The European Commission on Wednesday launched infringement procedures against Hungary and Romania regarding retail trade of agricultural and food products, according to a press statement released by the European Commission.
The Commission decided on Wednesday to send letters of formal notice to Hungary and Romania on the grounds that their national rules on retail of agricultural and food products run against EU law.
In Romania, large retailers are required to purchase at least 51 percent of food and agricultural products from local producers. This raises concerns with respect to freedom of movement of goods. The same law also requires retailers to promote products of Romanian origin, restricting their commercial decision of which products to place on offer, which in turn runs counter to the freedom of establishment (Article 49 of TEFU Treaty on the Functioning of the European Union, TEFU).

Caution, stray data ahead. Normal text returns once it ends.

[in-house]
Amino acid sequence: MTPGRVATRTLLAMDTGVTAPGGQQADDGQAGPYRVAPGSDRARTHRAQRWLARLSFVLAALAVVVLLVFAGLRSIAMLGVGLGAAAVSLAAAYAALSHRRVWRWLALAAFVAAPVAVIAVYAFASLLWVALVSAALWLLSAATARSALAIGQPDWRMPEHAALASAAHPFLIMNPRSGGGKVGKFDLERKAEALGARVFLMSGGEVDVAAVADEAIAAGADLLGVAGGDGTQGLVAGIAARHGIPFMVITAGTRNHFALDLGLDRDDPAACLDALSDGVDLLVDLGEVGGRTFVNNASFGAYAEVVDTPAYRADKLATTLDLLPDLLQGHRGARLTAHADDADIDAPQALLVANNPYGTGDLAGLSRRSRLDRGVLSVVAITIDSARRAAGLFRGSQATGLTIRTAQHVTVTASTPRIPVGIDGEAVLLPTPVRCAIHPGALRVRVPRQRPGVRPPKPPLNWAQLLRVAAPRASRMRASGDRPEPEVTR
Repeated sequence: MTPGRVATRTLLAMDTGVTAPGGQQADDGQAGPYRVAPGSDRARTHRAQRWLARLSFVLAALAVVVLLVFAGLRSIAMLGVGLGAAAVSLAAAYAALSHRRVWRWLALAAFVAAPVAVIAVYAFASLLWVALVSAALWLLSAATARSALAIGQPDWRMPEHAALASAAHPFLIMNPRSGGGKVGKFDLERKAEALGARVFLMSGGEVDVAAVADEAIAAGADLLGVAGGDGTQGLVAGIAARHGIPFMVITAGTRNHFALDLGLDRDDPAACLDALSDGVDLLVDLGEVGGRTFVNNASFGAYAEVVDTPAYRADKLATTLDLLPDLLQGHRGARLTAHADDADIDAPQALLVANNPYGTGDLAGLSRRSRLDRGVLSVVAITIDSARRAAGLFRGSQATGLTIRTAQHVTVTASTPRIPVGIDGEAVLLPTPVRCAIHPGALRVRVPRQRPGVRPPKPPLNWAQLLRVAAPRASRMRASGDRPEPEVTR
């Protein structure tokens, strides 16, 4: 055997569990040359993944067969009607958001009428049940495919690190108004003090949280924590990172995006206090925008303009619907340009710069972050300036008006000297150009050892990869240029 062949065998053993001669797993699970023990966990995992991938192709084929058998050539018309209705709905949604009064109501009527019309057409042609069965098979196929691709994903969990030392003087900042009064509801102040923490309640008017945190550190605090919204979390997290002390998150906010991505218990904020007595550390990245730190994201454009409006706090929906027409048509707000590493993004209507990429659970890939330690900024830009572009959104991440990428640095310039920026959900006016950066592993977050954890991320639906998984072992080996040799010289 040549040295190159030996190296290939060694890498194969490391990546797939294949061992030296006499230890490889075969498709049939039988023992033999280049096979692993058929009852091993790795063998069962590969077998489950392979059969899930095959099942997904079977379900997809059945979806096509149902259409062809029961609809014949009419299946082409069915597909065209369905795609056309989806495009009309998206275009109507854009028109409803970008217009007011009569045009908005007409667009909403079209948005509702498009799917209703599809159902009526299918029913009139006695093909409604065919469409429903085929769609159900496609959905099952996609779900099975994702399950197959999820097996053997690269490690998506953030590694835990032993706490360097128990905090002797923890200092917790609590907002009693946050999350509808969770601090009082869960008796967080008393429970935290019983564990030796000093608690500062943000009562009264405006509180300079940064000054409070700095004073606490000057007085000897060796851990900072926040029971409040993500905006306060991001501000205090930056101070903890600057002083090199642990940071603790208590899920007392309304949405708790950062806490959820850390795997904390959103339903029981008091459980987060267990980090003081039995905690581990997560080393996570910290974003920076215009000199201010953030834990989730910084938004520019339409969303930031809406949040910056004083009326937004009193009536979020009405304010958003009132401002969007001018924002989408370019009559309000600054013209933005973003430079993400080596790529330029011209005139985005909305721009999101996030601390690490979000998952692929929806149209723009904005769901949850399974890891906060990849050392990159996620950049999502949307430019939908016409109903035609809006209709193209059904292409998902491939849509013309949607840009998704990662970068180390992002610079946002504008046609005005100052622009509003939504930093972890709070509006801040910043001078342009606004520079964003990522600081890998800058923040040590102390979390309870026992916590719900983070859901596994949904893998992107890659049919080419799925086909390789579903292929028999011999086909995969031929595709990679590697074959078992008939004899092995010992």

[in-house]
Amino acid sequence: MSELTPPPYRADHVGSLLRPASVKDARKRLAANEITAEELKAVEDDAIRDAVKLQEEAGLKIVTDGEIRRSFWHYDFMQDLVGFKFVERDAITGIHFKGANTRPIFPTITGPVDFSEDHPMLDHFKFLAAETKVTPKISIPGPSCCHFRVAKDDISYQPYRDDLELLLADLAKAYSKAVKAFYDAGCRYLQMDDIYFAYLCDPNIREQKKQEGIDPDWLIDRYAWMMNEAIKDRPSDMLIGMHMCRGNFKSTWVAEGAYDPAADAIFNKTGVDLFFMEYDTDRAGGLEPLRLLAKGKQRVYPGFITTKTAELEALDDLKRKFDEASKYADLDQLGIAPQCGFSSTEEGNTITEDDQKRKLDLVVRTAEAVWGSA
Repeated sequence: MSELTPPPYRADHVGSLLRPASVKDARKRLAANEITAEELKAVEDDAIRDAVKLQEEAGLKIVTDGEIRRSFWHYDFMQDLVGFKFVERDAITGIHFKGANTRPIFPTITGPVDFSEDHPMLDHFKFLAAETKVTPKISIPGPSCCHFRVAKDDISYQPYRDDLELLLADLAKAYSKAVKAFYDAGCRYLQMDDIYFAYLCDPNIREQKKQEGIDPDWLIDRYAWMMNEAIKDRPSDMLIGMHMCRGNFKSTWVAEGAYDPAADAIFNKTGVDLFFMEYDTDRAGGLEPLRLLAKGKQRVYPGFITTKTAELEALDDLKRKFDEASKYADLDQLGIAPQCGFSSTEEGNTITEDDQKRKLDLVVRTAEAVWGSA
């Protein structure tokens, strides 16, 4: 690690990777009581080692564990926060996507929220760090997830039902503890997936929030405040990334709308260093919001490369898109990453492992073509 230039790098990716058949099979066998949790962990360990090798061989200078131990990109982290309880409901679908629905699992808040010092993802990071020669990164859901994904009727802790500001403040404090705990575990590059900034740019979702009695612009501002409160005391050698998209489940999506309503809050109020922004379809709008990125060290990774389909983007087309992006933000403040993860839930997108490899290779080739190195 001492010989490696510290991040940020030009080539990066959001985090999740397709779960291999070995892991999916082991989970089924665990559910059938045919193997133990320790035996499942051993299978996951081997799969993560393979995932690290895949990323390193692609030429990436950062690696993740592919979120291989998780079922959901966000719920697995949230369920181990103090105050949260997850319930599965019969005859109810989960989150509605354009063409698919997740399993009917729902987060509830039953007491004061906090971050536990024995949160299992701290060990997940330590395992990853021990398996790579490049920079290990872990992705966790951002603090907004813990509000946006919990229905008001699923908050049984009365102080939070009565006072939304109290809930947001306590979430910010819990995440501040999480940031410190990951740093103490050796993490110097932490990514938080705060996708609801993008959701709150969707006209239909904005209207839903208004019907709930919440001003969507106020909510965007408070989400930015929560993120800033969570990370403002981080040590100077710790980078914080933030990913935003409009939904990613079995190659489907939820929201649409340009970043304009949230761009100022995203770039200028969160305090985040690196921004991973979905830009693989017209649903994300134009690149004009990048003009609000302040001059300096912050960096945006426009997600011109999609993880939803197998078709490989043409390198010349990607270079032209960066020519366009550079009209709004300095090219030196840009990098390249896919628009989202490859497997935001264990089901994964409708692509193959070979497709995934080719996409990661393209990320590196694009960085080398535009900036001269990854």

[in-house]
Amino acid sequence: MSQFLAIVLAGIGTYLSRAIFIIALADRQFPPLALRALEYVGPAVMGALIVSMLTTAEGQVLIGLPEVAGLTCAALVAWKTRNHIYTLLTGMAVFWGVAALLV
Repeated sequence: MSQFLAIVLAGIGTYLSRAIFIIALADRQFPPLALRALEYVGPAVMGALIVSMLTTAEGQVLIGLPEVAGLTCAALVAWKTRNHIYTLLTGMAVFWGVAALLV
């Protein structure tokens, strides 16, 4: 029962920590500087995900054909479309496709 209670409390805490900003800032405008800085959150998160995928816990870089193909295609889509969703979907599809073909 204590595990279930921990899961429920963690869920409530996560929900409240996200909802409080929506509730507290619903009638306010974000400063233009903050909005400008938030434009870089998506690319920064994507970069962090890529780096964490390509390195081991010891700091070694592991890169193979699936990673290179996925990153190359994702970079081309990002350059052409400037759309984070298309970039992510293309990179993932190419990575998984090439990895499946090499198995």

According to EU law restrictions of these freedoms are only permitted when there is a justified need to protect an overriding public interest, such as public health, and no less restrictive the measures can be taken. Neither Hungary nor Romania has provided evidence that their national measures are justified and proportionate. The Hungarian and Romanian authorities now have two months to respond to the arguments put forward by the Commission.
In Hungary, a new law obliges retailers to apply the same profit margins to domestic and imported agricultural and food products, despite the fact that the cost of imported products is subject to currency and exchange rate fluctuations. This may discourage sales of imported agricultural and food products in comparison to domestic ones. The Commission raised concerns on the basis of the principle of free movement of goods (Article 34 of Treaty on the Functioning of the EU, TFEU).